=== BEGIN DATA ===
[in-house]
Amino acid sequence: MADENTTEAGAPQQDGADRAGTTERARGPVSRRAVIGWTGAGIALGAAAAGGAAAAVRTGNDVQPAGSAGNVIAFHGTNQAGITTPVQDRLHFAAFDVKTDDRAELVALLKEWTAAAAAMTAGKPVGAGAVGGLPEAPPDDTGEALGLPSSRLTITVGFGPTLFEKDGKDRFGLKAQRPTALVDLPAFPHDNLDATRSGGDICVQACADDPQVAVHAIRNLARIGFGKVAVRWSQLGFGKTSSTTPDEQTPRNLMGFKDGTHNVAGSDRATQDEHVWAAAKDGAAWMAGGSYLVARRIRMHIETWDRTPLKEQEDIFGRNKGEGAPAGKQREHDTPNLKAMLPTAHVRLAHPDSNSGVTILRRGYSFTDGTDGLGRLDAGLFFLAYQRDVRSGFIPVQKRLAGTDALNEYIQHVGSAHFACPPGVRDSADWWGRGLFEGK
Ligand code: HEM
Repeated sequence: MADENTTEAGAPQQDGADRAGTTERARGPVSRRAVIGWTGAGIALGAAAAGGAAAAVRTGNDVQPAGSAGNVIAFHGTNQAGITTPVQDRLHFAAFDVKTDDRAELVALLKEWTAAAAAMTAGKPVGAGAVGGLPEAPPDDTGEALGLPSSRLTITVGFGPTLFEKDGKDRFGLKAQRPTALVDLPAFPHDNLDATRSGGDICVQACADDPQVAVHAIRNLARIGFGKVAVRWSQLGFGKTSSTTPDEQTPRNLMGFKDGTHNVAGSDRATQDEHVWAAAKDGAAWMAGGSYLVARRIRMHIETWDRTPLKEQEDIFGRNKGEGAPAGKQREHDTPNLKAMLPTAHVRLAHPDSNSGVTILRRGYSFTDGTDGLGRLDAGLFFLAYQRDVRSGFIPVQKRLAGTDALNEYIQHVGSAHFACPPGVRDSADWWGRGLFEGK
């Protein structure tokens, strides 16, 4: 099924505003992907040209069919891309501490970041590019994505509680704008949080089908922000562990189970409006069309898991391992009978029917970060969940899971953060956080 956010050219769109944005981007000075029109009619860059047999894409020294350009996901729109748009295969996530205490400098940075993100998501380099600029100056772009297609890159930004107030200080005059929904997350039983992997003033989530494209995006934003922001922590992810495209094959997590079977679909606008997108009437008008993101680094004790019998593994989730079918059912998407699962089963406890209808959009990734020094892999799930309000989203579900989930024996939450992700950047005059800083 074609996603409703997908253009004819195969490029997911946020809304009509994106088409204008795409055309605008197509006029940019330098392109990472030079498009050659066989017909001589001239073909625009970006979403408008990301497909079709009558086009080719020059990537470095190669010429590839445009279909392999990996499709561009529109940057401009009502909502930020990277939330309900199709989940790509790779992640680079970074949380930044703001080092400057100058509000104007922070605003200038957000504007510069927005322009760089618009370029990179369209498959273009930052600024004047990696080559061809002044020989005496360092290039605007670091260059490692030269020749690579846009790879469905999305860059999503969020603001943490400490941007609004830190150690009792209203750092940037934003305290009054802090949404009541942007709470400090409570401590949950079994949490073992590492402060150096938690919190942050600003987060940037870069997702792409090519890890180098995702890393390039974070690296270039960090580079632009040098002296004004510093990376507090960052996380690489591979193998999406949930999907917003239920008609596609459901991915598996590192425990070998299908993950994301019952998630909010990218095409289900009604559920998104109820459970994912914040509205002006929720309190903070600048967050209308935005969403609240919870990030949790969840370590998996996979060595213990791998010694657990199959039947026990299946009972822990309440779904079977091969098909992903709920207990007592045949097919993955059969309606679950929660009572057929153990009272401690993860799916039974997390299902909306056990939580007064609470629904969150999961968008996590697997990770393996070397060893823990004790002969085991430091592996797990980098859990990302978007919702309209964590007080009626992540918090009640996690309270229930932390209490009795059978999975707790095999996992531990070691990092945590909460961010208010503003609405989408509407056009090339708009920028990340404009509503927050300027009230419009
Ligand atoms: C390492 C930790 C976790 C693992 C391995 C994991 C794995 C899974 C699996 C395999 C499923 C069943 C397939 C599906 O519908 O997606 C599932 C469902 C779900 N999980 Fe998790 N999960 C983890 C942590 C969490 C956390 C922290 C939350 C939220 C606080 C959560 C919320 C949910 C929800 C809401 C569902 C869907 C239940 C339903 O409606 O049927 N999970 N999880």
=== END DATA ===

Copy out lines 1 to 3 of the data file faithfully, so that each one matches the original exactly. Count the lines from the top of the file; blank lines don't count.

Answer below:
[in-house]
Amino acid sequence: MADENTTEAGAPQQDGADRAGTTERARGPVSRRAVIGWTGAGIALGAAAAGGAAAAVRTGNDVQPAGSAGNVIAFHGTNQAGITTPVQDRLHFAAFDVKTDDRAELVALLKEWTAAAAAMTAGKPVGAGAVGGLPEAPPDDTGEALGLPSSRLTITVGFGPTLFEKDGKDRFGLKAQRPTALVDLPAFPHDNLDATRSGGDICVQACADDPQVAVHAIRNLARIGFGKVAVRWSQLGFGKTSSTTPDEQTPRNLMGFKDGTHNVAGSDRATQDEHVWAAAKDGAAWMAGGSYLVARRIRMHIETWDRTPLKEQEDIFGRNKGEGAPAGKQREHDTPNLKAMLPTAHVRLAHPDSNSGVTILRRGYSFTDGTDGLGRLDAGLFFLAYQRDVRSGFIPVQKRLAGTDALNEYIQHVGSAHFACPPGVRDSADWWGRGLFEGK
Ligand code: HEM